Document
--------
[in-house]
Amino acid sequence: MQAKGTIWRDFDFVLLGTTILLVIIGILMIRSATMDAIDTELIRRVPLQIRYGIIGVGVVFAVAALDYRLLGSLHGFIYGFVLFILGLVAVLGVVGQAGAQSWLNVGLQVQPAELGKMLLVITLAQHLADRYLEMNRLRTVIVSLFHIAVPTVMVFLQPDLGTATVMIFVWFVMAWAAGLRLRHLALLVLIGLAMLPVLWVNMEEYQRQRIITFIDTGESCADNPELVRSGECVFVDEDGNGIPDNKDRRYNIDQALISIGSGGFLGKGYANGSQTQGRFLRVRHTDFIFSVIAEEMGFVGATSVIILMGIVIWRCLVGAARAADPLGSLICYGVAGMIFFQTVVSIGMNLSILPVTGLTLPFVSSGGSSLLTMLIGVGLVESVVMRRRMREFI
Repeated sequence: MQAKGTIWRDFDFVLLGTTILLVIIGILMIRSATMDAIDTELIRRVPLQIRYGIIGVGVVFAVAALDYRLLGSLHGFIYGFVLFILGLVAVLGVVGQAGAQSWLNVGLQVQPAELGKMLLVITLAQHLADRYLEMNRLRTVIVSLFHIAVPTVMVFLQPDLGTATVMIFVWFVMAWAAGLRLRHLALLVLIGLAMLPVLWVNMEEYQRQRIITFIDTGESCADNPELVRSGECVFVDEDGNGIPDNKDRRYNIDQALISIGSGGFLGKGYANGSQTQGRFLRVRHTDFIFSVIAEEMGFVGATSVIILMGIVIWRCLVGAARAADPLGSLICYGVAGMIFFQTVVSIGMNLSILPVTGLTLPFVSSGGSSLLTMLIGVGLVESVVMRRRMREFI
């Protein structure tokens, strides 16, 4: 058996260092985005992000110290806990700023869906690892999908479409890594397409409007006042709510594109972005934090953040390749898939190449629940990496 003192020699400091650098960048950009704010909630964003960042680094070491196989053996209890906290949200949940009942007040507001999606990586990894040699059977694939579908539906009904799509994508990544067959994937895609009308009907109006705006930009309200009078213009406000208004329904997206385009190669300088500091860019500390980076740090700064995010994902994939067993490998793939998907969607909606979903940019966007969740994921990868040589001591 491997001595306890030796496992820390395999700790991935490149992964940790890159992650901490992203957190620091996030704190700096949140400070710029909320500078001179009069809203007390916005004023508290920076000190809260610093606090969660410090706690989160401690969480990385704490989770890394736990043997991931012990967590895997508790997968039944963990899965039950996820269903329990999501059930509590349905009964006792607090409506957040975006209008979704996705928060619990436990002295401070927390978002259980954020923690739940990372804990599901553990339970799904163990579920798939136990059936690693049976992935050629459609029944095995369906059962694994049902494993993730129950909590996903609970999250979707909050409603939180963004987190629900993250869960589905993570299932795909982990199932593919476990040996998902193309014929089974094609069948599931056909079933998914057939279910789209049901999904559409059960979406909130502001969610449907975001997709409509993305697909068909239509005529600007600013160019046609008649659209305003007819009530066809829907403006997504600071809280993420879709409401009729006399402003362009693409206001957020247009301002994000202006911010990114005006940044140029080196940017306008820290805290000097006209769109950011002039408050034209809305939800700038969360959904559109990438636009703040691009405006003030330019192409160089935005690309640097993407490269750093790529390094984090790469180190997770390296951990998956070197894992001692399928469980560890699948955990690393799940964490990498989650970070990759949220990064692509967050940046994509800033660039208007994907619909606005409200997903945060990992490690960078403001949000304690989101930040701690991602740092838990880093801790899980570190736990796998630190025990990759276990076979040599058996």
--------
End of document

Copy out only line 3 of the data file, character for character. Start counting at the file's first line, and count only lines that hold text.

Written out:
Repeated sequence: MQAKGTIWRDFDFVLLGTTILLVIIGILMIRSATMDAIDTELIRRVPLQIRYGIIGVGVVFAVAALDYRLLGSLHGFIYGFVLFILGLVAVLGVVGQAGAQSWLNVGLQVQPAELGKMLLVITLAQHLADRYLEMNRLRTVIVSLFHIAVPTVMVFLQPDLGTATVMIFVWFVMAWAAGLRLRHLALLVLIGLAMLPVLWVNMEEYQRQRIITFIDTGESCADNPELVRSGECVFVDEDGNGIPDNKDRRYNIDQALISIGSGGFLGKGYANGSQTQGRFLRVRHTDFIFSVIAEEMGFVGATSVIILMGIVIWRCLVGAARAADPLGSLICYGVAGMIFFQTVVSIGMNLSILPVTGLTLPFVSSGGSSLLTMLIGVGLVESVVMRRRMREFI